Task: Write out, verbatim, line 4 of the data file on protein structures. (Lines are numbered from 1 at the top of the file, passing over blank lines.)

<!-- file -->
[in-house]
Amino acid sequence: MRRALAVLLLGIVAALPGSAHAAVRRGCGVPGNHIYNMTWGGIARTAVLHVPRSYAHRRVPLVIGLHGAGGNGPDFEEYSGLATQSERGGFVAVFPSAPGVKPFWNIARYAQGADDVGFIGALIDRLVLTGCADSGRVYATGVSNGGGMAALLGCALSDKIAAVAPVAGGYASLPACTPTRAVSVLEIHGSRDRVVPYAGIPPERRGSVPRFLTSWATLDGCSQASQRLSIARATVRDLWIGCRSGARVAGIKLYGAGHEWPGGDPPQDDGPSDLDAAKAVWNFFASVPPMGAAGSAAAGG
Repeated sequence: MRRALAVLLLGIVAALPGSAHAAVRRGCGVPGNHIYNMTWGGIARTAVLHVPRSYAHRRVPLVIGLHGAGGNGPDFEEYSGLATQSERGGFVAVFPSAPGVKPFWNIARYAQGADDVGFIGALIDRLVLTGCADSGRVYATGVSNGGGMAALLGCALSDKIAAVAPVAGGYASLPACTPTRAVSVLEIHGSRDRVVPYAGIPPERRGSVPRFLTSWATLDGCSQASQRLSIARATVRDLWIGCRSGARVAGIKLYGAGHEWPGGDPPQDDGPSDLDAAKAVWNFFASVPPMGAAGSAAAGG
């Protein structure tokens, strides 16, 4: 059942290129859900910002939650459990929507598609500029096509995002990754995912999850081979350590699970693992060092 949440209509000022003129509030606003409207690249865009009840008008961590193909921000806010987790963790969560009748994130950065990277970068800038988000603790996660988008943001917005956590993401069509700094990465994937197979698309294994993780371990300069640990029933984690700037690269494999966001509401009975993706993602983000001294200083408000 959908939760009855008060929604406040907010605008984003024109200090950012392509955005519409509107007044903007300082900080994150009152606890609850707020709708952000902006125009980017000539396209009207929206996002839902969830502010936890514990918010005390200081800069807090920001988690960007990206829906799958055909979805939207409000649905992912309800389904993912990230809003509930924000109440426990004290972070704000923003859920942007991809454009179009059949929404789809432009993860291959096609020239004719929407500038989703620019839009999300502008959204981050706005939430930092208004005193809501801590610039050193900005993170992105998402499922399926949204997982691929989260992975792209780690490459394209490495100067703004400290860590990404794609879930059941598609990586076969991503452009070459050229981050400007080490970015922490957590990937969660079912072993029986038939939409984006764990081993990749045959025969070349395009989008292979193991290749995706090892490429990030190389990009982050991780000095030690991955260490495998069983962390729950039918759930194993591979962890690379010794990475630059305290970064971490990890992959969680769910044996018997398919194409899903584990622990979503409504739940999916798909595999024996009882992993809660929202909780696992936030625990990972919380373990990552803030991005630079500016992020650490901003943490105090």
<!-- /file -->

């Protein structure tokens, strides 16, 4: 059942290129859900910002939650459990929507598609500029096509995002990754995912999850081979350590699970693992060092 949440209509000022003129509030606003409207690249865009009840008008961590193909921000806010987790963790969560009748994130950065990277970068800038988000603790996660988008943001917005956590993401069509700094990465994937197979698309294994993780371990300069640990029933984690700037690269494999966001509401009975993706993602983000001294200083408000 959908939760009855008060929604406040907010605008984003024109200090950012392509955005519409509107007044903007300082900080994150009152606890609850707020709708952000902006125009980017000539396209009207929206996002839902969830502010936890514990918010005390200081800069807090920001988690960007990206829906799958055909979805939207409000649905992912309800389904993912990230809003509930924000109440426990004290972070704000923003859920942007991809454009179009059949929404789809432009993860291959096609020239004719929407500038989703620019839009999300502008959204981050706005939430930092208004005193809501801590610039050193900005993170992105998402499922399926949204997982691929989260992975792209780690490459394209490495100067703004400290860590990404794609879930059941598609990586076969991503452009070459050229981050400007080490970015922490957590990937969660079912072993029986038939939409984006764990081993990749045959025969070349395009989008292979193991290749995706090892490429990030190389990009982050991780000095030690991955260490495998069983962390729950039918759930194993591979962890690379010794990475630059305290970064971490990890992959969680769910044996018997398919194409899903584990622990979503409504739940999916798909595999024996009882992993809660929202909780696992936030625990990972919380373990990552803030991005630079500016992020650490901003943490105090």